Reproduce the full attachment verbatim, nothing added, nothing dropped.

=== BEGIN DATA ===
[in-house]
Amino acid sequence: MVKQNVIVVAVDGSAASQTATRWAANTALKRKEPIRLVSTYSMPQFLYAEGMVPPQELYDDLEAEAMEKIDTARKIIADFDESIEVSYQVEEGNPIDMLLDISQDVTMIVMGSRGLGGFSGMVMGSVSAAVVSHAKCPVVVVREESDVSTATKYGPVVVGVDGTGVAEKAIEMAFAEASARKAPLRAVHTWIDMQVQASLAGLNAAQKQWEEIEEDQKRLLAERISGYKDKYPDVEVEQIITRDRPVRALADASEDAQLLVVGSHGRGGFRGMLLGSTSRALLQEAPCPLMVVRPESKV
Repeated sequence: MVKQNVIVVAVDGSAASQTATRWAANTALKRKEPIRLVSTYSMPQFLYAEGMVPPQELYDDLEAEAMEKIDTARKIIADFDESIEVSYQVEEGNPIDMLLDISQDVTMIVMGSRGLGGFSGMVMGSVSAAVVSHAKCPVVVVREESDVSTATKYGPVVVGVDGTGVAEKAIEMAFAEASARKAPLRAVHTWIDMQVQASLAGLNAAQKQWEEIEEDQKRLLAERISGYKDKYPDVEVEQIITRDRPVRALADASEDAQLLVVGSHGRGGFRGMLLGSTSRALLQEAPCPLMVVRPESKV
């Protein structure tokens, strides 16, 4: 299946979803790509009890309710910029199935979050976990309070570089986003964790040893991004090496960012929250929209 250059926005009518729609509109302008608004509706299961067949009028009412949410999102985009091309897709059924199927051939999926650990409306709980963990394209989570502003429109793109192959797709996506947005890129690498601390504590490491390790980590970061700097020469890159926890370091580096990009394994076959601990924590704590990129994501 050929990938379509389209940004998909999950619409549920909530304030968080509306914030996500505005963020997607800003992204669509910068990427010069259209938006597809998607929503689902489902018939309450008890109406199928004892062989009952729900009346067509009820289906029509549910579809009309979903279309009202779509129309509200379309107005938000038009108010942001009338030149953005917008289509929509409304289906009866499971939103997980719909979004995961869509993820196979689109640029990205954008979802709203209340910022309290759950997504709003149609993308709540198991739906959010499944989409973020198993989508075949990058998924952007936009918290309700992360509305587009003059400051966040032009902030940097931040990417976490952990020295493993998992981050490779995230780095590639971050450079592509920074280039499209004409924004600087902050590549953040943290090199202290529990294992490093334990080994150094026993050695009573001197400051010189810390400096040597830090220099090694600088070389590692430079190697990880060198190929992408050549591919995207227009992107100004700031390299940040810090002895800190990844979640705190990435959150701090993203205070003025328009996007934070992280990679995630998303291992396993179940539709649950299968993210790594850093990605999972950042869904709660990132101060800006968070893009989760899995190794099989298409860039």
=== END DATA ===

[in-house]
Amino acid sequence: MVKQNVIVVAVDGSAASQTATRWAANTALKRKEPIRLVSTYSMPQFLYAEGMVPPQELYDDLEAEAMEKIDTARKIIADFDESIEVSYQVEEGNPIDMLLDISQDVTMIVMGSRGLGGFSGMVMGSVSAAVVSHAKCPVVVVREESDVSTATKYGPVVVGVDGTGVAEKAIEMAFAEASARKAPLRAVHTWIDMQVQASLAGLNAAQKQWEEIEEDQKRLLAERISGYKDKYPDVEVEQIITRDRPVRALADASEDAQLLVVGSHGRGGFRGMLLGSTSRALLQEAPCPLMVVRPESKV
Repeated sequence: MVKQNVIVVAVDGSAASQTATRWAANTALKRKEPIRLVSTYSMPQFLYAEGMVPPQELYDDLEAEAMEKIDTARKIIADFDESIEVSYQVEEGNPIDMLLDISQDVTMIVMGSRGLGGFSGMVMGSVSAAVVSHAKCPVVVVREESDVSTATKYGPVVVGVDGTGVAEKAIEMAFAEASARKAPLRAVHTWIDMQVQASLAGLNAAQKQWEEIEEDQKRLLAERISGYKDKYPDVEVEQIITRDRPVRALADASEDAQLLVVGSHGRGGFRGMLLGSTSRALLQEAPCPLMVVRPESKV
């Protein structure tokens, strides 16, 4: 299946979803790509009890309710910029199935979050976990309070570089986003964790040893991004090496960012929250929209 250059926005009518729609509109302008608004509706299961067949009028009412949410999102985009091309897709059924199927051939999926650990409306709980963990394209989570502003429109793109192959797709996506947005890129690498601390504590490491390790980590970061700097020469890159926890370091580096990009394994076959601990924590704590990129994501 050929990938379509389209940004998909999950619409549920909530304030968080509306914030996500505005963020997607800003992204669509910068990427010069259209938006597809998607929503689902489902018939309450008890109406199928004892062989009952729900009346067509009820289906029509549910579809009309979903279309009202779509129309509200379309107005938000038009108010942001009338030149953005917008289509929509409304289906009866499971939103997980719909979004995961869509993820196979689109640029990205954008979802709203209340910022309290759950997504709003149609993308709540198991739906959010499944989409973020198993989508075949990058998924952007936009918290309700992360509305587009003059400051966040032009902030940097931040990417976490952990020295493993998992981050490779995230780095590639971050450079592509920074280039499209004409924004600087902050590549953040943290090199202290529990294992490093334990080994150094026993050695009573001197400051010189810390400096040597830090220099090694600088070389590692430079190697990880060198190929992408050549591919995207227009992107100004700031390299940040810090002895800190990844979640705190990435959150701090993203205070003025328009996007934070992280990679995630998303291992396993179940539709649950299968993210790594850093990605999972950042869904709660990132101060800006968070893009989760899995190794099989298409860039």